To the Editor:
The headline of a recent blog post by Greg David was “NY thrives on inequality,” but that is true only if you confine your definition of thriving to tax revenue. If you look at the cost of inequality and how it affects people’s everyday lives, it’s not such a great strategy.
Today’s growth is driven by the “creative economy,” which is mushrooming. Employment in many of the creative sectors, from film and television production to architecture and advertising, and tech sectors such as the design and operation of computer systems to internet publishing and broadcasting, are growing at rates 50% to 100% faster than the overall growth rate.
The continued growth of the creative sector is essential to the well-being of the city’s economy, but simultaneously threatens our city by exacerbating both income disparity and the bifurcation of neighborhoods. Blacks and Hispanics make up more than 50% of the city’s residents but hold only 20% of jobs in the tech sector.
An economic-development strategy that capitalizes on New York’s extraordinary wealth of creative entrepreneurs can spur business and job growth, but it can also lead to higher housing costs that wipe out the economic gains for the other sectors. Research by Richard Florida, who coined the expression “creative class” and inspired cities across the United States to try to attract creatives through land-use strategies that promote amenity-rich neighborhoods, has recently expressed that not all economic boats are lifted evenly: “On close inspection, talent clustering provides little in the way of trickle-down benefits … While less-skilled blue-collar and service workers also earn more money in knowledge-based metros, those gains disappear once their higher housing costs are taken into account.”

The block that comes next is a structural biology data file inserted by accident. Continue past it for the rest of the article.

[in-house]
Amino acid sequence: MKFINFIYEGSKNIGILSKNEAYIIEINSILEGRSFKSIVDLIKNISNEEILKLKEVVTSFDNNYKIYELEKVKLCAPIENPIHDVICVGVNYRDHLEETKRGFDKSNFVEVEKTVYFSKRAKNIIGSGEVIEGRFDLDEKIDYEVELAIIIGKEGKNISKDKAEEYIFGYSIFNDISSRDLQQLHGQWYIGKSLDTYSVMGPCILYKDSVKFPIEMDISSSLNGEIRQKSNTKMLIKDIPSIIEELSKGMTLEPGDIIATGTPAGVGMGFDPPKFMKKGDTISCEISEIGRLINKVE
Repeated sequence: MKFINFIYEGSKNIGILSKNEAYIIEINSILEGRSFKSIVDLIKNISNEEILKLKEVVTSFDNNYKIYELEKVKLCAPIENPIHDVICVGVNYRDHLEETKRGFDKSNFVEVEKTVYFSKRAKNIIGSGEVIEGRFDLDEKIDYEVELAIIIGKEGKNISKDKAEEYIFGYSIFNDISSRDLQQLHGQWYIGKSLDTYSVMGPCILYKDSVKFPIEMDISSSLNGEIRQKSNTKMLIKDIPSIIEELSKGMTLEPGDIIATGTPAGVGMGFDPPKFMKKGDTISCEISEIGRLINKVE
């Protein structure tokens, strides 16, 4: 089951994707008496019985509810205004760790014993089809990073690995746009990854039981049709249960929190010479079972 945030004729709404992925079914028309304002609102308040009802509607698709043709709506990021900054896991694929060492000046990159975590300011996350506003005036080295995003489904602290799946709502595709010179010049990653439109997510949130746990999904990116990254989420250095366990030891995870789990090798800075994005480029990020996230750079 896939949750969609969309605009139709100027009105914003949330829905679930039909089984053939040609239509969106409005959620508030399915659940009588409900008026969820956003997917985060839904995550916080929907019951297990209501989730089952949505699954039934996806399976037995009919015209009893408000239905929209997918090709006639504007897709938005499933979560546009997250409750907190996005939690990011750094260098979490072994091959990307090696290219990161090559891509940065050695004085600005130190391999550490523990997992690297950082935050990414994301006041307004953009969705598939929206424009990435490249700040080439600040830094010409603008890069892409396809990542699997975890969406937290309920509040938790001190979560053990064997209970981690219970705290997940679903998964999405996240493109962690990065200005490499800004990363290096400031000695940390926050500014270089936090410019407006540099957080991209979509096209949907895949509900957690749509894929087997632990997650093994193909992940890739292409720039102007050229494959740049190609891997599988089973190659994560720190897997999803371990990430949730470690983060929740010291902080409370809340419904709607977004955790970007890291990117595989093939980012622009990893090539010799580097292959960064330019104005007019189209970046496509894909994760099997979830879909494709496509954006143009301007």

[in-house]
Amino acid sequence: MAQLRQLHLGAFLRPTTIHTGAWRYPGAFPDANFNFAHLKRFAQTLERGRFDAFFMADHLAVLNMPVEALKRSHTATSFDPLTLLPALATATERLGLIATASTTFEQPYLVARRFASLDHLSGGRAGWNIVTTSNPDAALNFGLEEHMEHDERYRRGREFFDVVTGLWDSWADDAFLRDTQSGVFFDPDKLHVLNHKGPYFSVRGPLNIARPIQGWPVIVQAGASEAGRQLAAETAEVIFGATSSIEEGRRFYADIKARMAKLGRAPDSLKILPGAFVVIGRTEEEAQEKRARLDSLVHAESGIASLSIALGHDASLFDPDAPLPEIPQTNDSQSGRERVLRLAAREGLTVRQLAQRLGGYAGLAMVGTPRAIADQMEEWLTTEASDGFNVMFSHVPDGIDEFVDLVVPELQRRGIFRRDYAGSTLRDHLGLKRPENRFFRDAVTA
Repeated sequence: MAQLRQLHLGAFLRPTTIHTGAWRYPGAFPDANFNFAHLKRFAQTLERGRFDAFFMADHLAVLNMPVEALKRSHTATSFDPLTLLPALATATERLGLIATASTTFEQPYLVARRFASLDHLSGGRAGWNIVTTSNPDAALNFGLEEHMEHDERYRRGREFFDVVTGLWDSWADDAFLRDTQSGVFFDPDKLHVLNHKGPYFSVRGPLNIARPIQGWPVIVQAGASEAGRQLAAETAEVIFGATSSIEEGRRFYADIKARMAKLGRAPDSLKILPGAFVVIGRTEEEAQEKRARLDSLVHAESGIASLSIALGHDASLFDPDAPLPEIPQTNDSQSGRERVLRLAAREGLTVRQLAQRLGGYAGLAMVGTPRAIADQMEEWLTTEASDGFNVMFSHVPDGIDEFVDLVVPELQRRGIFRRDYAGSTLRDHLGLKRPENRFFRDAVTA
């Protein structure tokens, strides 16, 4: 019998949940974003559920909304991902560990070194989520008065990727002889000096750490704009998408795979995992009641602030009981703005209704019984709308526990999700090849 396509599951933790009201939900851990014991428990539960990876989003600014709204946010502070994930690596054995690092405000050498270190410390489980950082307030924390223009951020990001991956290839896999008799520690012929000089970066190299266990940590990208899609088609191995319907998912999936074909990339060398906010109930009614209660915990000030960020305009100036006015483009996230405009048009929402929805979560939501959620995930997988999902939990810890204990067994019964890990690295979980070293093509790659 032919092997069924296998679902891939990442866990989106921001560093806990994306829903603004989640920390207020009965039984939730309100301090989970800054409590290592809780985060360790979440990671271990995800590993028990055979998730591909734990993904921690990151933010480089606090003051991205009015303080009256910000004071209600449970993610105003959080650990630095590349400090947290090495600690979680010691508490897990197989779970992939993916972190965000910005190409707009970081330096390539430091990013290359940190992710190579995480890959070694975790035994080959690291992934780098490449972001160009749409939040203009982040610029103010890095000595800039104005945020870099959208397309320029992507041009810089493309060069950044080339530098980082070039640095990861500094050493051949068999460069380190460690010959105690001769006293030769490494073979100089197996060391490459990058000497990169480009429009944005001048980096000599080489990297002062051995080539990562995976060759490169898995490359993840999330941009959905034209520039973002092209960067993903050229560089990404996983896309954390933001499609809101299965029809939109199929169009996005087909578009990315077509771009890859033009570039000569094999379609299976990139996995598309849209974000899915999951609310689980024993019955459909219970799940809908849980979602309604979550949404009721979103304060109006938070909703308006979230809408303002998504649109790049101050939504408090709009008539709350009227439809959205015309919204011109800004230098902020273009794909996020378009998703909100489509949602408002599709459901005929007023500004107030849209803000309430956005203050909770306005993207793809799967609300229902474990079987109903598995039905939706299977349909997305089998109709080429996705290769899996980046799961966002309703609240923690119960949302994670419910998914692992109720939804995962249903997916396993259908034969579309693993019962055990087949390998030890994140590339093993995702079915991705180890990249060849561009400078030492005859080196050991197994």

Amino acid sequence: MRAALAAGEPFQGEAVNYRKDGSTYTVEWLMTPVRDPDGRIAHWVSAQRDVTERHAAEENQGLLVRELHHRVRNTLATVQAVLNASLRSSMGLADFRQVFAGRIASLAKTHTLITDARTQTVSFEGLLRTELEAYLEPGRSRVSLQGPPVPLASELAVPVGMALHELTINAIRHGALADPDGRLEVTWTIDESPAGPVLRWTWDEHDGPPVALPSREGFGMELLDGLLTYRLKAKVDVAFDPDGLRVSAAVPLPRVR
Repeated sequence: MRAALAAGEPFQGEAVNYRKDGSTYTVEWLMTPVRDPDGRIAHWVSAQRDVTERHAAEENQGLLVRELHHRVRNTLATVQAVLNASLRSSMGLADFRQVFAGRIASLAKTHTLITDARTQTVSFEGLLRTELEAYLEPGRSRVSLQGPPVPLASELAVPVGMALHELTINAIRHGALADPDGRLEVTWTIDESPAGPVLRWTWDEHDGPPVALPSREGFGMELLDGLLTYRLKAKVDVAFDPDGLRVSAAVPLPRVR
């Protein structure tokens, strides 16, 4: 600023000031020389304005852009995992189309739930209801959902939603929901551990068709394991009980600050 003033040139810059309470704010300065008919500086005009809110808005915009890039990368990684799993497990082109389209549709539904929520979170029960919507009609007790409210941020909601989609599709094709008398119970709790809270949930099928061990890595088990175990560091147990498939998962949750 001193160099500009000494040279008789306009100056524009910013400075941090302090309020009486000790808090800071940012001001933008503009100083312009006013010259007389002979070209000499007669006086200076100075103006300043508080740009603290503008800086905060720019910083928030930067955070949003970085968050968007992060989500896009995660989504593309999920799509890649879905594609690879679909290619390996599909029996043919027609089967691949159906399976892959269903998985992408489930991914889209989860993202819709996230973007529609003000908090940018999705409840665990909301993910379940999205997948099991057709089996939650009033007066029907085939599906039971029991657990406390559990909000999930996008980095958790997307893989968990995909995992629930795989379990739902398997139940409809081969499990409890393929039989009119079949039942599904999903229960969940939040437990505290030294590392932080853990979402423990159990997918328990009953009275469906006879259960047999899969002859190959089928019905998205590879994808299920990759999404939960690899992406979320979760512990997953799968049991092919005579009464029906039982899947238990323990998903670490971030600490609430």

The combination of a creative-class strategy and lack of diversity or inclusion in the creative sector is contributing to the segregation of cities. To continue to reap the benefits of innovation-inspired growth, cities must develop strategies which build a truly inclusive pipeline reflecting the diversity of their residents.
The de Blasio administration has already taken some critical steps: Universal prekindergarten and programs such as Computer Science For All are essential investments in our residents’ futures. But the city needs to up its game throughout the Department of Education and improve the quality of STEAM teaching, not just computer science. It needs to ramp up exposure and access for low-income residents to opportunities in the creative economy through vastly expanded business involvement in the schools, mentorships, internships and summer jobs.
The city could replicate the model developed for the film industry which includes not only a mayoral office to help the industry but a public-relations campaign to increase awareness of opportunities in the film industry and underwrite training and placement to help residents, particularly people of color, seize those opportunities.
Finally, the city needs to vastly expand partnerships with New York’s wealth of design schools, which drive much of the growth. Pratt Institute, Parsons School of Design, New York University, the School of Visual Arts and Cooper Union award more than 4,200 degrees in the design disciplines each year, which over the long term can build a more inclusive creative economy.
Pratt Center for Community Development